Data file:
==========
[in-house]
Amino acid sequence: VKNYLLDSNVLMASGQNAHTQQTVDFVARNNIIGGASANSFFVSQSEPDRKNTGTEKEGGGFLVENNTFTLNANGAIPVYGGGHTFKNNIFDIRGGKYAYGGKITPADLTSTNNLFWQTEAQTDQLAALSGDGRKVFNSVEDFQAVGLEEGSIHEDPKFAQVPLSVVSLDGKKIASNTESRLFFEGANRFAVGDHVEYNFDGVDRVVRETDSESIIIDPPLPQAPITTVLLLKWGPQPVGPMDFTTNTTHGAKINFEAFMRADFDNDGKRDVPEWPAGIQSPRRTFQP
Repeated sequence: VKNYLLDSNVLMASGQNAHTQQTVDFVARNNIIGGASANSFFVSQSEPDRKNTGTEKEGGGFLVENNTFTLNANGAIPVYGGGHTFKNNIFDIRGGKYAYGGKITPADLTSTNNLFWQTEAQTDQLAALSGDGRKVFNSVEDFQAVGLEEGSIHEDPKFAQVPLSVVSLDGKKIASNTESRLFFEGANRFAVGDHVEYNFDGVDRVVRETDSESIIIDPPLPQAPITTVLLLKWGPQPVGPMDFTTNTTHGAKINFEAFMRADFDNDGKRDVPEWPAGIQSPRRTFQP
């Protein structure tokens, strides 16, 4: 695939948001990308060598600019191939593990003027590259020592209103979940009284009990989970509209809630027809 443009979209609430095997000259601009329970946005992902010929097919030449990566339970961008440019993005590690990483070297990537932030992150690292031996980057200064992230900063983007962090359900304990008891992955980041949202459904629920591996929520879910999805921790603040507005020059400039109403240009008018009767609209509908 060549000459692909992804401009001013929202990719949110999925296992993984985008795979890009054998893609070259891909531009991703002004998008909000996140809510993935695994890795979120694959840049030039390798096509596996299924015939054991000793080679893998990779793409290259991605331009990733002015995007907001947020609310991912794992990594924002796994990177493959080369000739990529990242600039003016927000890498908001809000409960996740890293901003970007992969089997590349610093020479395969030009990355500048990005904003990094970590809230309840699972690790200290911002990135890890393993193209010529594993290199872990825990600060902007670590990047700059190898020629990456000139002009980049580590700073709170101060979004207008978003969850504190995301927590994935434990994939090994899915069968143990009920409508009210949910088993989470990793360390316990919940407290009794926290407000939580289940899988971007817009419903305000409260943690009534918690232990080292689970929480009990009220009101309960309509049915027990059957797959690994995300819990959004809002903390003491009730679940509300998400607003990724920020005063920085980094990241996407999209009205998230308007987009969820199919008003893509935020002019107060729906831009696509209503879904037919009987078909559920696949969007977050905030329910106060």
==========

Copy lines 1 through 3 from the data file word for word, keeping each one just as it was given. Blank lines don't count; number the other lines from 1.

[in-house]
Amino acid sequence: VKNYLLDSNVLMASGQNAHTQQTVDFVARNNIIGGASANSFFVSQSEPDRKNTGTEKEGGGFLVENNTFTLNANGAIPVYGGGHTFKNNIFDIRGGKYAYGGKITPADLTSTNNLFWQTEAQTDQLAALSGDGRKVFNSVEDFQAVGLEEGSIHEDPKFAQVPLSVVSLDGKKIASNTESRLFFEGANRFAVGDHVEYNFDGVDRVVRETDSESIIIDPPLPQAPITTVLLLKWGPQPVGPMDFTTNTTHGAKINFEAFMRADFDNDGKRDVPEWPAGIQSPRRTFQP
Repeated sequence: VKNYLLDSNVLMASGQNAHTQQTVDFVARNNIIGGASANSFFVSQSEPDRKNTGTEKEGGGFLVENNTFTLNANGAIPVYGGGHTFKNNIFDIRGGKYAYGGKITPADLTSTNNLFWQTEAQTDQLAALSGDGRKVFNSVEDFQAVGLEEGSIHEDPKFAQVPLSVVSLDGKKIASNTESRLFFEGANRFAVGDHVEYNFDGVDRVVRETDSESIIIDPPLPQAPITTVLLLKWGPQPVGPMDFTTNTTHGAKINFEAFMRADFDNDGKRDVPEWPAGIQSPRRTFQP